Regarded by many as simply too complex to be taught to Y7 or Y8, the French revolution divides opinion. Personally I think it is a great topic, as long as you don’t feel that you need to cover the whole period from the 1780s to 1815 in equal detail. You need to go for turning points and the links with today. Why do the French sing the Marseillaise at rugby matches when we sing God Save the Queen? I focus mainly on causation as the underpinning theme throughout the whole study. The lesson comparing the different ways in which the Storming of the Bastille has been interpreted offers a colourful and exciting way in, as does the ‘Through the Keyhole’ view of Versailles.
Comparisons can be made across countries and periods by contrasting the reasons for the revolutions and the execution of Louis XVI can be compared with that of Charles I. By exploring the way people set about ruling in the two countries pupils are well prepared for the comparison of Cromwell and Robespierre. This provides an exceptionally rich vein of material for the study of interpretations.
The following Key Stage 3 history lessons for teaching the French Revolution have been judged to be outstanding according to OFSTED criteria. You will find a wide variety of teaching and learning activities and full lesson plans as well as a rich array of teaching resources including PowerPoint® presentations.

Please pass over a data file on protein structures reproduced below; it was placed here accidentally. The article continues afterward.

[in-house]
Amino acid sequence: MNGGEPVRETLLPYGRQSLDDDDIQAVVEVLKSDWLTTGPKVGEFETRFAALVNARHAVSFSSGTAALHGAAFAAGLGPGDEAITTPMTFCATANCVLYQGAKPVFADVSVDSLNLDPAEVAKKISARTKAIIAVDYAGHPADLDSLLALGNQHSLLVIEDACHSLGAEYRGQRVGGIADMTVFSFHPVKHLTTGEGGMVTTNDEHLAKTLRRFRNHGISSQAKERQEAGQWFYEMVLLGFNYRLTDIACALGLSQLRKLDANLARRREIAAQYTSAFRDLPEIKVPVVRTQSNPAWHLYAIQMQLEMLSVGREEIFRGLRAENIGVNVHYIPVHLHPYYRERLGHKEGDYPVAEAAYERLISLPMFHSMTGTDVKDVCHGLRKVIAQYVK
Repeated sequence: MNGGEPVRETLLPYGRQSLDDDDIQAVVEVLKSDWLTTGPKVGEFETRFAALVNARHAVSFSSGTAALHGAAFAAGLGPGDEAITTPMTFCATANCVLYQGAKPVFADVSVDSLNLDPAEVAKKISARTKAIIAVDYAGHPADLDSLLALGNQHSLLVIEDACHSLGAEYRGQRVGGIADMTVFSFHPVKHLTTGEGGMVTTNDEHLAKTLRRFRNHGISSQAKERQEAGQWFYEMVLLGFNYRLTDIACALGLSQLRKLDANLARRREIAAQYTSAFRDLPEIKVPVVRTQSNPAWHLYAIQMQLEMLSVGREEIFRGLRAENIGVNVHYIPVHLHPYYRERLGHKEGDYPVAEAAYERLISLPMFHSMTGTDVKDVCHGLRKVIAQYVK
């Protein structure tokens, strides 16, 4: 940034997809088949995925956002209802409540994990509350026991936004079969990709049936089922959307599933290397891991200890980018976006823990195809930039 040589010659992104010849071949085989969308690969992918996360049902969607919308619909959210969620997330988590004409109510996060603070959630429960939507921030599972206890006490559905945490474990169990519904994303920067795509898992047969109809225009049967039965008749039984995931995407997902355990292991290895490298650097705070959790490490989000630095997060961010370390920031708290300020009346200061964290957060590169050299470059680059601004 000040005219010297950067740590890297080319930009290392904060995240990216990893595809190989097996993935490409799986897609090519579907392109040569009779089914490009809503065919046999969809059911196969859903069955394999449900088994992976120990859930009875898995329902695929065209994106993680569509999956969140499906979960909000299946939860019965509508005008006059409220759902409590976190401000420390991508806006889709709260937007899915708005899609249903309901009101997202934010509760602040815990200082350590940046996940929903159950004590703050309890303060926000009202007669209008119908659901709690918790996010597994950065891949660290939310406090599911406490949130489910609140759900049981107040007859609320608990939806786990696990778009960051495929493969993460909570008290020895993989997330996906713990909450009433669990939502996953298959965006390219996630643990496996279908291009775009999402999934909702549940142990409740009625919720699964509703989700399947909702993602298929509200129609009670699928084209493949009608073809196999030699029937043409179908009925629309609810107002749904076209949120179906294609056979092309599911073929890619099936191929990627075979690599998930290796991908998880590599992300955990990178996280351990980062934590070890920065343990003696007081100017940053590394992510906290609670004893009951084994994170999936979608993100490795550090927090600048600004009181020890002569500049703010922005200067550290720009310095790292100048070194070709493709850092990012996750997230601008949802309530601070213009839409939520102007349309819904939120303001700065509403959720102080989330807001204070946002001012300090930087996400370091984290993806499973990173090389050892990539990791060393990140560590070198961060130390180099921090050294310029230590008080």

Key Stage 3 Outstanding History Lesson
- Enquiry question: When the French Revolution started in 1789, few wanted the death of the king or the end of monarchy. But just 4 years later the king’s head has been chopped off. Why?This lesson was taught to a mixed-ability class of 19 which contained low-attaining Year 8 pupils who found concentration difficult. The lesson’s strong point is that it simplifies a complex topic into memorable episodes and gets pupils involved from the beginning. Starting with an engaging story, pupils are asked to speculate as to why Louis suffered that fate. A PowerPoint presentation uses 4 key images on which pupils can hang their understanding. A short role play of the trial leads to a summary in which pupils label 4 key turning points of a living graph from 1789-93.
- What should we write on Robespierre’s plaque to stop it being vandalised again? A lesson which helps pupils’ understanding of interpretations and prepares them to write a short, balanced summary of their own.
- >>> ADDED OCTOBER 2012 Popping corks? What is the best analogy to explain the causes of the French Revolution. A smart task for Gifted and Talented pupils in Y9.